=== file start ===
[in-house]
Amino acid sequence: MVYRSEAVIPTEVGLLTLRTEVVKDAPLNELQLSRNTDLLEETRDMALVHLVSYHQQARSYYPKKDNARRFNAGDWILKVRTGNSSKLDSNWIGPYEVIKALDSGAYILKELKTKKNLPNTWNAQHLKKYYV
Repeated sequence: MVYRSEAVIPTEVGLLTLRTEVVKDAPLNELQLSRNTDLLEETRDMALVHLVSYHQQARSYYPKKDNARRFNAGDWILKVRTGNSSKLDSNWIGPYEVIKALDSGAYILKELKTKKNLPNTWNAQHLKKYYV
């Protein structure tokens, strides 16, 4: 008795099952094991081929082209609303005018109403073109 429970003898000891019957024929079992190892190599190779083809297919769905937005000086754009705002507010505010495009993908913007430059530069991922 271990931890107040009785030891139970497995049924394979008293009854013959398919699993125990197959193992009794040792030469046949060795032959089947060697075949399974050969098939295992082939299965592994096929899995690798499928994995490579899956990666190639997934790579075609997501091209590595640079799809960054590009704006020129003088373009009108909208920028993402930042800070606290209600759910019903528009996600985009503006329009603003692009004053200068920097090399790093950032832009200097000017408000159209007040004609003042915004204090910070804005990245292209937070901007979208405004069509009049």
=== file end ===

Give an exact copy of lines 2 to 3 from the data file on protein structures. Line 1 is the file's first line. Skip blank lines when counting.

Amino acid sequence: MVYRSEAVIPTEVGLLTLRTEVVKDAPLNELQLSRNTDLLEETRDMALVHLVSYHQQARSYYPKKDNARRFNAGDWILKVRTGNSSKLDSNWIGPYEVIKALDSGAYILKELKTKKNLPNTWNAQHLKKYYV
Repeated sequence: MVYRSEAVIPTEVGLLTLRTEVVKDAPLNELQLSRNTDLLEETRDMALVHLVSYHQQARSYYPKKDNARRFNAGDWILKVRTGNSSKLDSNWIGPYEVIKALDSGAYILKELKTKKNLPNTWNAQHLKKYYV